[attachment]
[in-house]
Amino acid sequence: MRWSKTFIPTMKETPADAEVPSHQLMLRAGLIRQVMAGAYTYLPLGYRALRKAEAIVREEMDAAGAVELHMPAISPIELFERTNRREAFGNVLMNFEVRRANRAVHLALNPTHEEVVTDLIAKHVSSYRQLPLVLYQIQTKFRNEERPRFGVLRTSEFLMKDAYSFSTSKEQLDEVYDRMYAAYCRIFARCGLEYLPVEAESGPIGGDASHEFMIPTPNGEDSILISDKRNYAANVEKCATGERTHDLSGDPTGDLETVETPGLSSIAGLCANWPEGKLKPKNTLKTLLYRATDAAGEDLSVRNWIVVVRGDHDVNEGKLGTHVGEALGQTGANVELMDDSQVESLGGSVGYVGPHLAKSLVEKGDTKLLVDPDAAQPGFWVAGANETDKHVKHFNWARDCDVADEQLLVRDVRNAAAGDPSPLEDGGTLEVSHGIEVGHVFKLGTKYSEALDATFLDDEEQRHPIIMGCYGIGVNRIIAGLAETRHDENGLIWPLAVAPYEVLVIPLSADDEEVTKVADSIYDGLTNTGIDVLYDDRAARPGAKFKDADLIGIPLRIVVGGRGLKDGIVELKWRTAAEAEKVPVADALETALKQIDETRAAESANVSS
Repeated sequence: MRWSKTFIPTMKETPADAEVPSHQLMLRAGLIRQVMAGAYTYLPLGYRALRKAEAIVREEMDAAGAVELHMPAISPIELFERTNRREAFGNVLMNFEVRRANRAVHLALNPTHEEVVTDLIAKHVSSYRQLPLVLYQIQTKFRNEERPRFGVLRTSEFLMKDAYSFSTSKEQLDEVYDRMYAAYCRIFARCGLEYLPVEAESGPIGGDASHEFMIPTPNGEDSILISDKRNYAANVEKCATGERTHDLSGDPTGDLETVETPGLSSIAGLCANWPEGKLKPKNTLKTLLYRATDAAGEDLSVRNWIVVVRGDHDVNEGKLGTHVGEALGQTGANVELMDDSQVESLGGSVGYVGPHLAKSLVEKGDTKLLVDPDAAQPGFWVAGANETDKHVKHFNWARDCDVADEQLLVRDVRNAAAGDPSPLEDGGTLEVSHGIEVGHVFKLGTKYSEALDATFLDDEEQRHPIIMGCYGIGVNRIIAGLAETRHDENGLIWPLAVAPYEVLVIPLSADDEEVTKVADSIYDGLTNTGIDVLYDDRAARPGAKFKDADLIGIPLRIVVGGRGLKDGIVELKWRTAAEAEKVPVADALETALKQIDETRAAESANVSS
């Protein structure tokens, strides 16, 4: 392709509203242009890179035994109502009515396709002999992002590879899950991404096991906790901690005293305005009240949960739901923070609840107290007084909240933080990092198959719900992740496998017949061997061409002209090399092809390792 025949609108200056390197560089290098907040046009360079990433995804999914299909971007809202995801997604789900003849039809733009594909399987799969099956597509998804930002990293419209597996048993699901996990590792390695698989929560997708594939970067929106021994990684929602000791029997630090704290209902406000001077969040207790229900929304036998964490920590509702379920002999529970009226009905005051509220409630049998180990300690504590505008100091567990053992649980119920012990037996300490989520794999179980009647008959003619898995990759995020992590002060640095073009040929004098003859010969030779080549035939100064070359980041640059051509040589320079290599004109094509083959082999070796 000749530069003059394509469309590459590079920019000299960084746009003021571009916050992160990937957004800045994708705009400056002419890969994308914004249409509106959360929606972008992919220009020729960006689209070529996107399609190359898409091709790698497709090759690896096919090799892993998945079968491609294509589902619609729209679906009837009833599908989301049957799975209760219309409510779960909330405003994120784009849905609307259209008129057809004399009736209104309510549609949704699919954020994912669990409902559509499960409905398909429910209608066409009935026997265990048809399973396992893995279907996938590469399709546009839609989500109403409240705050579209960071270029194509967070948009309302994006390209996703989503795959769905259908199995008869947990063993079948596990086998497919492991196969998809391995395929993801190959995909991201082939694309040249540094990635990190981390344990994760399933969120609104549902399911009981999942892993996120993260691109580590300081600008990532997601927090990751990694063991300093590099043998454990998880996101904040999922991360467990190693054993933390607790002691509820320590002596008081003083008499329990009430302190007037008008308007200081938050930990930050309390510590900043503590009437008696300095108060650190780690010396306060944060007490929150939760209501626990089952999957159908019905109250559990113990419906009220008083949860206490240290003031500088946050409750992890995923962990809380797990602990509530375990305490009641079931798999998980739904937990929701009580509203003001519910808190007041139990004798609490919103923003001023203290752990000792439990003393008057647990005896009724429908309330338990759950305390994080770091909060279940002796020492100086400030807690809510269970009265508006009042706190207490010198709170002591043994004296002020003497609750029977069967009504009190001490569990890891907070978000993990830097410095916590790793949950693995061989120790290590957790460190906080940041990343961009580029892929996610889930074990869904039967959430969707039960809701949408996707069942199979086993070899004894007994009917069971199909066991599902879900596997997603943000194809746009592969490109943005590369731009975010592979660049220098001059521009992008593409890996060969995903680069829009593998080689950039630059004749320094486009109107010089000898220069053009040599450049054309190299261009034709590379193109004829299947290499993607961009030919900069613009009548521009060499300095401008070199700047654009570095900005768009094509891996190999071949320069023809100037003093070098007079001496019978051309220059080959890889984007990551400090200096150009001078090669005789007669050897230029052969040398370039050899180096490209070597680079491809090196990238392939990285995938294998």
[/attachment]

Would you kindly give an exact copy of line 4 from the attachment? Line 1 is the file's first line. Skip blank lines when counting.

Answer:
């Protein structure tokens, strides 16, 4: 392709509203242009890179035994109502009515396709002999992002590879899950991404096991906790901690005293305005009240949960739901923070609840107290007084909240933080990092198959719900992740496998017949061997061409002209090399092809390792 025949609108200056390197560089290098907040046009360079990433995804999914299909971007809202995801997604789900003849039809733009594909399987799969099956597509998804930002990293419209597996048993699901996990590792390695698989929560997708594939970067929106021994990684929602000791029997630090704290209902406000001077969040207790229900929304036998964490920590509702379920002999529970009226009905005051509220409630049998180990300690504590505008100091567990053992649980119920012990037996300490989520794999179980009647008959003619898995990759995020992590002060640095073009040929004098003859010969030779080549035939100064070359980041640059051509040589320079290599004109094509083959082999070796 000749530069003059394509469309590459590079920019000299960084746009003021571009916050992160990937957004800045994708705009400056002419890969994308914004249409509106959360929606972008992919220009020729960006689209070529996107399609190359898409091709790698497709090759690896096919090799892993998945079968491609294509589902619609729209679906009837009833599908989301049957799975209760219309409510779960909330405003994120784009849905609307259209008129057809004399009736209104309510549609949704699919954020994912669990409902559509499960409905398909429910209608066409009935026997265990048809399973396992893995279907996938590469399709546009839609989500109403409240705050579209960071270029194509967070948009309302994006390209996703989503795959769905259908199995008869947990063993079948596990086998497919492991196969998809391995395929993801190959995909991201082939694309040249540094990635990190981390344990994760399933969120609104549902399911009981999942892993996120993260691109580590300081600008990532997601927090990751990694063991300093590099043998454990998880996101904040999922991360467990190693054993933390607790002691509820320590002596008081003083008499329990009430302190007037008008308007200081938050930990930050309390510590900043503590009437008696300095108060650190780690010396306060944060007490929150939760209501626990089952999957159908019905109250559990113990419906009220008083949860206490240290003031500088946050409750992890995923962990809380797990602990509530375990305490009641079931798999998980739904937990929701009580509203003001519910808190007041139990004798609490919103923003001023203290752990000792439990003393008057647990005896009724429908309330338990759950305390994080770091909060279940002796020492100086400030807690809510269970009265508006009042706190207490010198709170002591043994004296002020003497609750029977069967009504009190001490569990890891907070978000993990830097410095916590790793949950693995061989120790290590957790460190906080940041990343961009580029892929996610889930074990869904039967959430969707039960809701949408996707069942199979086993070899004894007994009917069971199909066991599902879900596997997603943000194809746009592969490109943005590369731009975010592979660049220098001059521009992008593409890996060969995903680069829009593998080689950039630059004749320094486009109107010089000898220069053009040599450049054309190299261009034709590379193109004829299947290499993607961009030919900069613009009548521009060499300095401008070199700047654009570095900005768009094509891996190999071949320069023809100037003093070098007079001496019978051309220059080959890889984007990551400090200096150009001078090669005789007669050897230029052969040398370039050899180096490209070597680079491809090196990238392939990285995938294998």